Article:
After spending the last six decades making climate-conquering fabric, Gore-Tex is moving into performance. Next month the brand will introduce "Tested for Life," new campaign to support its new product line called Gore-Tex Infinium—a non-waterproof collection of fabrics designed to add comfort and enhance sports performance.
Achim Ewers zum Rode, the brand team leader for Gore fabrics, says that Gore-Tex has been using its climate chambers to test new products for the last year so that the brand can expand beyond products for what it calls WWB—wind, waterproof and breathable.
"The stuff that we'll bring to market, it's not necessarily about waterproof but about providing benefits and performance in other areas," he says. Products made with the new fabrics, which brand partners like North Face will produce, include thinner gloves and slimmer shoes. Gore-Tex will use a new white diamond logo to depict the Infinium line. A black diamond depicts the Gore-Tex "Guaranteed to Keep You Dry" weatherproof garments.
Gore-Tex's new campaign, debuting in late September in the U.S., showcases consumers wearing Gore-Tex products while engaging in all types of activities, such as running, sledding on a city street, or taking selfies on a mountain-top.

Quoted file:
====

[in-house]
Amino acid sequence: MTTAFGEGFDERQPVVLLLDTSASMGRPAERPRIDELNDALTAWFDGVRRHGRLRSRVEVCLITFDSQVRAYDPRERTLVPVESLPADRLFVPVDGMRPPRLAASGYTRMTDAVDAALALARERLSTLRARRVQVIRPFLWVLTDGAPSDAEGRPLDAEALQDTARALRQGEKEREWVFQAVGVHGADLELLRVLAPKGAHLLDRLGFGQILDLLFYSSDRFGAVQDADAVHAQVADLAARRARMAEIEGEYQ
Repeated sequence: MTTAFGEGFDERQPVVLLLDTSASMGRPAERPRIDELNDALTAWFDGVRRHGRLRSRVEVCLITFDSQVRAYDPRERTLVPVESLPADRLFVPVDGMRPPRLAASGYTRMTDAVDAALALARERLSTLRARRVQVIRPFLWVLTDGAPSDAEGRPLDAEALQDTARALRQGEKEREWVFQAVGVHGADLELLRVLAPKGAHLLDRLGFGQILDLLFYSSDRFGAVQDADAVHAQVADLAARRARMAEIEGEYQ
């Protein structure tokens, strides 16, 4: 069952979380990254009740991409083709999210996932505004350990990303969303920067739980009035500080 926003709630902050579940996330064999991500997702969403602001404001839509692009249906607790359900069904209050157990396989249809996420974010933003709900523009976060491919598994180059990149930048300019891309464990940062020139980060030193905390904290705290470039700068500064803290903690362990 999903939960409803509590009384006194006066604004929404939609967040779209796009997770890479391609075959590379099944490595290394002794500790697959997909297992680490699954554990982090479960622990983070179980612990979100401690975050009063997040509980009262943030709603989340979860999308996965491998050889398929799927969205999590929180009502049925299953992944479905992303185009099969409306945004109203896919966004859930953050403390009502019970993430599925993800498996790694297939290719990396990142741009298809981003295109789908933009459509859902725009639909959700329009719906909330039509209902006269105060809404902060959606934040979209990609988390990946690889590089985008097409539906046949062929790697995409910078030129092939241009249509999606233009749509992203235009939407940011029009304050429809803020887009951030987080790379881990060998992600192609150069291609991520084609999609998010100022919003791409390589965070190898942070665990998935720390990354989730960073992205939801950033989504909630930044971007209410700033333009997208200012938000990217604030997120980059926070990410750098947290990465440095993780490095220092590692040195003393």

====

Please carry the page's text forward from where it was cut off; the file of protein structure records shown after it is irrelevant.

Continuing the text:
"It's about being creative and being the enabler for people of whatever they do—this needs a totally different way of communication," says Ewers zum Rode. Gore-Tex, which is a division of German W.L. Gore & Associates, worked with its new lead agency AKQA on creative and Dentsu Aegis Network on media. Both agency relationships began earlier this year.
The predominantly digital push will include video and images airing on social media and other Gore-Tex platforms, Ewers zum Rode says. He declined to specify the budget for the marketing. Last year, Gore-Tex spent roughly $2 million on measured media in the U.S., according to Kantar Media.
Gore-Tex is not the only company recognizing the increasing potential and continuing popularity of sportswear. Earlier this week, apparel company VF Corp said it would spin off denim brands Lee, Wrangler and Rock and Republic in order to focus on its activewear and outdoor brands such as Vans and the North Face, which are more profitable.
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